My Life Lately Via Instagram

My efforts as a kindergarten mum (or year one here) tend to be hit or miss. Sometimes I am supermom, the one all his classmates know by name, and exclaim with glee "Here comes Miss Heather!" when I'm around. Other times I miss the mark, like on Sports Day when we arrived to find our son was the only one not wearing the requisite t-shirt. I did NOT get that memo. Or Christmas, where the classmate gifts just kept rolling in.

Well, if all the tots exchanged valentines and candy on Valentine's Day in day care back in the US, I assumed they would celebrate it here in Y1. Uh, nope. Bought these cool wands that light up, printed a catchy valentine message, tied with a sweet ribbon.  Philip was the ONLY kid in his class who handed out valentines. I should have known better. But with my luck, Easter will be HUGE. Go figure..

Nate got a special bike. It doesn't have pedals and it doesn't go too fast, but he loves it.

He also loves face-painting. Which is done here at nearly every party and celebration. This is him patiently waiting to be a puppy. Which he carefully selected.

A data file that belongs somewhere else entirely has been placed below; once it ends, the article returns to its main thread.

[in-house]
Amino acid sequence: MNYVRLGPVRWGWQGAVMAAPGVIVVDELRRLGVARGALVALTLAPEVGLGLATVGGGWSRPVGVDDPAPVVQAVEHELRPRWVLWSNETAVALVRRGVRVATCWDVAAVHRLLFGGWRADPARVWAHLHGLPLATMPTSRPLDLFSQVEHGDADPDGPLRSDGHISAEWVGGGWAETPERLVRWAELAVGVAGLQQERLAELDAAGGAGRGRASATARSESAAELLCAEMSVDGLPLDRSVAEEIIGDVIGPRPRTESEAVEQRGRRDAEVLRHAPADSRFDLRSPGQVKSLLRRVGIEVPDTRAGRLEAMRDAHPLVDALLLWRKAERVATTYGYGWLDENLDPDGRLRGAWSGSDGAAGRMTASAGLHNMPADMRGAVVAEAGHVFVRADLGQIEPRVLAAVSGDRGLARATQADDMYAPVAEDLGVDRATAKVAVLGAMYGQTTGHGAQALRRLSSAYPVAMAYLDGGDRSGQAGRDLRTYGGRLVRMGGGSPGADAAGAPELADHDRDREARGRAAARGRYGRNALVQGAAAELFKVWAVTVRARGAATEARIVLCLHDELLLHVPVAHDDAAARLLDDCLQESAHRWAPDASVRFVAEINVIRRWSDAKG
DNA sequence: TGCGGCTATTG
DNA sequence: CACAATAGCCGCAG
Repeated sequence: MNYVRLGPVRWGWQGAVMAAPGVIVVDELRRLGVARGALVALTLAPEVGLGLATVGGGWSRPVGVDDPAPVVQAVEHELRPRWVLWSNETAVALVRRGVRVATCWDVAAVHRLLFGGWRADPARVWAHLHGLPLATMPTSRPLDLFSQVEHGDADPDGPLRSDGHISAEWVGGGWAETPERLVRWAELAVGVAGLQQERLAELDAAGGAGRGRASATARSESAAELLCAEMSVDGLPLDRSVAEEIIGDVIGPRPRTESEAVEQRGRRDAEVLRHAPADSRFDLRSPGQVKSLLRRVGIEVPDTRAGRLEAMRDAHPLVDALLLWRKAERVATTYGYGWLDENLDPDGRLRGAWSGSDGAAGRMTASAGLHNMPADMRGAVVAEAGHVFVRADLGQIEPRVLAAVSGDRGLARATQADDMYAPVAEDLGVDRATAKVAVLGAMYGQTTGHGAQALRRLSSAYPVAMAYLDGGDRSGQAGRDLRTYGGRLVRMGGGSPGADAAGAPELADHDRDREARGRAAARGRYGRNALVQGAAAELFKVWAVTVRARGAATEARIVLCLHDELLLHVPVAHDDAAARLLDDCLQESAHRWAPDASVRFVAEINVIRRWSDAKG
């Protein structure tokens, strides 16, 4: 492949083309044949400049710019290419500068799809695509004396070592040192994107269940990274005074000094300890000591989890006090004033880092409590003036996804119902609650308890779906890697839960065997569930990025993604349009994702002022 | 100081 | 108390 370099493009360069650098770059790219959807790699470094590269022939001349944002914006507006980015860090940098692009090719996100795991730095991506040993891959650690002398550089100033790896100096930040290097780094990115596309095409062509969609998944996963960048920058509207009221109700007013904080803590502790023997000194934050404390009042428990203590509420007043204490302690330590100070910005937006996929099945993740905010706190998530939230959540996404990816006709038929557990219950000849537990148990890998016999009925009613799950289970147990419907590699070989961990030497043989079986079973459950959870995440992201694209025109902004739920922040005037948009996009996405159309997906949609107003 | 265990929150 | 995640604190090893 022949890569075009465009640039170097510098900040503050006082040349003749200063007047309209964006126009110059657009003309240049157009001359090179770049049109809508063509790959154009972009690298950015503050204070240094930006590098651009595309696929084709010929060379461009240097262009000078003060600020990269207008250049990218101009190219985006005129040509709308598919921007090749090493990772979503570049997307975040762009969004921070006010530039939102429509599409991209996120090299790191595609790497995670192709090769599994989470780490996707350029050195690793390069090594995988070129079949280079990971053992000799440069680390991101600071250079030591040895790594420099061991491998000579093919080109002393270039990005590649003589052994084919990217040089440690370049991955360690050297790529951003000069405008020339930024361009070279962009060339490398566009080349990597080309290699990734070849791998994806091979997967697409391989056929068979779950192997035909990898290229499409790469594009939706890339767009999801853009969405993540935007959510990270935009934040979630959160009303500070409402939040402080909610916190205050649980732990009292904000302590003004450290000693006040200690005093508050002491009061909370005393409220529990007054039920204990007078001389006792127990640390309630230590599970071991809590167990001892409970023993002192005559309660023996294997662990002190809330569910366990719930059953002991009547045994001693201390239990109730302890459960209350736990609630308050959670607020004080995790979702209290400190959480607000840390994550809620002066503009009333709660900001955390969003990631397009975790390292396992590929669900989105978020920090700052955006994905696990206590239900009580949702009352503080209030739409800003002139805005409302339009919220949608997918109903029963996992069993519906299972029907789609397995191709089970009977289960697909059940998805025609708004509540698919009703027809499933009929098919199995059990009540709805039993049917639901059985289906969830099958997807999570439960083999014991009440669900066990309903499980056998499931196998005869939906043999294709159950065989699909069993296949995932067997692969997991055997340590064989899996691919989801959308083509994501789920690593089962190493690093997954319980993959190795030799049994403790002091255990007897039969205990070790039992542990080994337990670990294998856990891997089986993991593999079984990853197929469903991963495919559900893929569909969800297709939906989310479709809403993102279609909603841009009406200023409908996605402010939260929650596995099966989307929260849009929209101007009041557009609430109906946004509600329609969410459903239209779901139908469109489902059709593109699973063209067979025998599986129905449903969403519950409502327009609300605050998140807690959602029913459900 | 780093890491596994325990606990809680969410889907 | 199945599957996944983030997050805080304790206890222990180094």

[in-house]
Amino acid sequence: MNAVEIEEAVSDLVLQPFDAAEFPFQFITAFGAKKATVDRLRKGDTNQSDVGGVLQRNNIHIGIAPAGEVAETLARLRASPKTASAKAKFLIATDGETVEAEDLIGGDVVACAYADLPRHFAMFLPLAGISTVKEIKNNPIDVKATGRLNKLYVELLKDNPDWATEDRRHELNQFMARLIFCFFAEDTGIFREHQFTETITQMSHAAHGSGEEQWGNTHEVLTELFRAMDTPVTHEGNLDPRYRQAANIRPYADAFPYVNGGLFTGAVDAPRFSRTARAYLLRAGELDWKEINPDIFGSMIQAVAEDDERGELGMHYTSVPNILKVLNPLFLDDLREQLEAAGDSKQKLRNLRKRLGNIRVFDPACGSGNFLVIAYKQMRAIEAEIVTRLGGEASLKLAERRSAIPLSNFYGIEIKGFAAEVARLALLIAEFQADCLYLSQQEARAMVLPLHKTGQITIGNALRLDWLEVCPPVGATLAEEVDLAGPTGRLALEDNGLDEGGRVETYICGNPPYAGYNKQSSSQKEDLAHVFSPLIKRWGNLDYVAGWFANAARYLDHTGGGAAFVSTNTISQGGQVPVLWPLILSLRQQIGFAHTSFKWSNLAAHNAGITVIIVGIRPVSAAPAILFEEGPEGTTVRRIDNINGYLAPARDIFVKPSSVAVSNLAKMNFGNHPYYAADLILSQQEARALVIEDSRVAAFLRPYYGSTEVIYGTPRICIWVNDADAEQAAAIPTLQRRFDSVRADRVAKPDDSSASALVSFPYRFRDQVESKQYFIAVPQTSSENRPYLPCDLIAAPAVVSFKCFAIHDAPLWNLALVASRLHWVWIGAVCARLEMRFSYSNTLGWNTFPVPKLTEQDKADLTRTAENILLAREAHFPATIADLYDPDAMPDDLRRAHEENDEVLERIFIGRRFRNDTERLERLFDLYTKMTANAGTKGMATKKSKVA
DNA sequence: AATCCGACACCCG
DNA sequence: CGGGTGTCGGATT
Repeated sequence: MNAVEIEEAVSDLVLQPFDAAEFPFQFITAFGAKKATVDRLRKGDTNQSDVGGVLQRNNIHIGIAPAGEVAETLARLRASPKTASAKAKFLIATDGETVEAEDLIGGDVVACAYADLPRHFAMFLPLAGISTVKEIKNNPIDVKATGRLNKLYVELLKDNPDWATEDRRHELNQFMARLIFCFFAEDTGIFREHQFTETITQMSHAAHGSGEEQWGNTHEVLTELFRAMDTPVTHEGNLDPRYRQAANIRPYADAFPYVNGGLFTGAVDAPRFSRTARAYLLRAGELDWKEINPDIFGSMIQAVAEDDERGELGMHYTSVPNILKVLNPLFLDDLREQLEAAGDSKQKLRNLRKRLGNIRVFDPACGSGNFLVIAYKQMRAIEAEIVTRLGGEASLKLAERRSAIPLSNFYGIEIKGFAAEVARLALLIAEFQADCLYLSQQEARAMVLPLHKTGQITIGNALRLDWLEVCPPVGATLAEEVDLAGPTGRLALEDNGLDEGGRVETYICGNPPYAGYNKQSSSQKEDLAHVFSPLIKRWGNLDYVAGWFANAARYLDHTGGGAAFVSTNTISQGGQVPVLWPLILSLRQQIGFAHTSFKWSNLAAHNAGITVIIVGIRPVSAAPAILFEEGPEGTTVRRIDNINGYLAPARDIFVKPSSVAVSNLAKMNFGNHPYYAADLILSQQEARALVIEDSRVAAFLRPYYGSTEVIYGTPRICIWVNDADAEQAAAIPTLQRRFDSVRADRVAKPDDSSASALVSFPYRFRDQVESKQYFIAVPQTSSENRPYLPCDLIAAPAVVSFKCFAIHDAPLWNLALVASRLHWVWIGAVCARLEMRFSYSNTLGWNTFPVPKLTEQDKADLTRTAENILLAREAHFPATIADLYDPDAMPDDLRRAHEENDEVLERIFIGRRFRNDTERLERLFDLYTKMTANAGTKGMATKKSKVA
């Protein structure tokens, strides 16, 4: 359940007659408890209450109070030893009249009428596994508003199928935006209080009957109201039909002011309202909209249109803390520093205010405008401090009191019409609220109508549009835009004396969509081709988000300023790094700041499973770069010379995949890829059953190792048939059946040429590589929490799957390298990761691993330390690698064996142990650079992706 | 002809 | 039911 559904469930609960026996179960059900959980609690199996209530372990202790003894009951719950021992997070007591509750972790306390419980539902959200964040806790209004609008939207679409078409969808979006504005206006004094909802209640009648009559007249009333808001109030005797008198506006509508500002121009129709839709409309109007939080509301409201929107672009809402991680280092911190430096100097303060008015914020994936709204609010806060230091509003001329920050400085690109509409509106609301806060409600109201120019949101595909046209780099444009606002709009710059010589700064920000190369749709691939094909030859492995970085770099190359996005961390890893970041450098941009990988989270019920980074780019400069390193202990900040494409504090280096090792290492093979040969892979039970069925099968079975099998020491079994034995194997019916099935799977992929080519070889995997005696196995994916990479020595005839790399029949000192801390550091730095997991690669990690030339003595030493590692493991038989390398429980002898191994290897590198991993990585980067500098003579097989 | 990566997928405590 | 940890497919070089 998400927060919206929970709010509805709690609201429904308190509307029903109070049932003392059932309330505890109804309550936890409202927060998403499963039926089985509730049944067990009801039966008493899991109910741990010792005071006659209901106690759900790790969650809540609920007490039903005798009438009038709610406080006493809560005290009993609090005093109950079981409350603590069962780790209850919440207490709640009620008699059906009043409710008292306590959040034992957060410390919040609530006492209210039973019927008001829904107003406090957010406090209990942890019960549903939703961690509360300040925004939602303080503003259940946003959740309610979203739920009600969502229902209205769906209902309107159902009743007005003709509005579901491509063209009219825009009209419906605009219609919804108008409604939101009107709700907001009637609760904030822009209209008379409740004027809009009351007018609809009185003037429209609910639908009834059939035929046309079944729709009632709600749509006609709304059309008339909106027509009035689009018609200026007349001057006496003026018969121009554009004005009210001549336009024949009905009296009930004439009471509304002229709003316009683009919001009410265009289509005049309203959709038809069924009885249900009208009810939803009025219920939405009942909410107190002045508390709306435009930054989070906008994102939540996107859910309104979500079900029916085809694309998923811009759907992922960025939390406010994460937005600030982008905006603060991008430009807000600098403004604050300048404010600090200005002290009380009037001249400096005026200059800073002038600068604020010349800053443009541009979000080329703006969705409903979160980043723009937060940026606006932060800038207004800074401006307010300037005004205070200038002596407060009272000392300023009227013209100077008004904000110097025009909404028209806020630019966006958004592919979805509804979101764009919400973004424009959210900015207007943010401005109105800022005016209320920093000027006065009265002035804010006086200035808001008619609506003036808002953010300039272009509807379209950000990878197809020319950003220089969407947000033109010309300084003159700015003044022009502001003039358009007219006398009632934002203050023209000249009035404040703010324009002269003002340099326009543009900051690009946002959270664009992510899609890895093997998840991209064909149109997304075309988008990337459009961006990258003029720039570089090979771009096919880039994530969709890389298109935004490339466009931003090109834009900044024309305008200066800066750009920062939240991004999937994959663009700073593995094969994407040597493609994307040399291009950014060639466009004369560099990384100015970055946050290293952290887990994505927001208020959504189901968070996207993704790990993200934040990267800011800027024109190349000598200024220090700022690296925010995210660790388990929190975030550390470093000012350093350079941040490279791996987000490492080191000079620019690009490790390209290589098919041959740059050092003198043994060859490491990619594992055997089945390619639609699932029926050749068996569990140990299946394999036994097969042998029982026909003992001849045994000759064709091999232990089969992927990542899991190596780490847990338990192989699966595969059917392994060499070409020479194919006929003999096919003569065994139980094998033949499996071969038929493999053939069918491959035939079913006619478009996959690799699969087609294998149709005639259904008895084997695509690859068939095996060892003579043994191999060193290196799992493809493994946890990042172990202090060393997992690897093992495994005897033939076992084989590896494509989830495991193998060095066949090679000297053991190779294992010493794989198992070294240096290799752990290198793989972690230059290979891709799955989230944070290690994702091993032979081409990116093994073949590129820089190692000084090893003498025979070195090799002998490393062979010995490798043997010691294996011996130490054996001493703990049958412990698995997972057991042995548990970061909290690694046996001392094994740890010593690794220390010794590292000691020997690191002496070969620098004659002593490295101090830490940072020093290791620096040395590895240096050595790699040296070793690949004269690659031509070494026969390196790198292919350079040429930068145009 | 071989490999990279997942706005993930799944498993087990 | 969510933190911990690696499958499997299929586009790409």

Philip is trying out Tae Kwon Do. Its nothing too serious. Just some good old fashioned throwing punches and tumbling. We'll have to balance it out with some music lessons or something...

Maori performers from the New Zealand Gala. There was a life-size cardboard sheep in the backdrop, but I think he was on the dance floor by this time.

We accompanied Daddy on a working weekend to Pattaya. The beach was not to my liking, but the hotel was fantastic. Nate and I had smoothies at the pool bar, which the boys both thought was wicked cool.

I got some rest, relaxation, and knitting. Daddy got food-poisoning.

Of Belief, Danger, and Throwing Caution to the Wind

I have written this post several times in my head, yet wasn't sure if I was going to share after all. But after considering how much I love what we have done, and how much it means to me, I think I should. Some fifteen years ago I decided to rebel against who knows what, and strode into a dirty tattoo shop somewhere in Pittsburgh and asked for a grinning cat from Through the Looking Glass, C.S. Lewis. And somehow I ended up, twenty minutes later, with a horrible little salamander.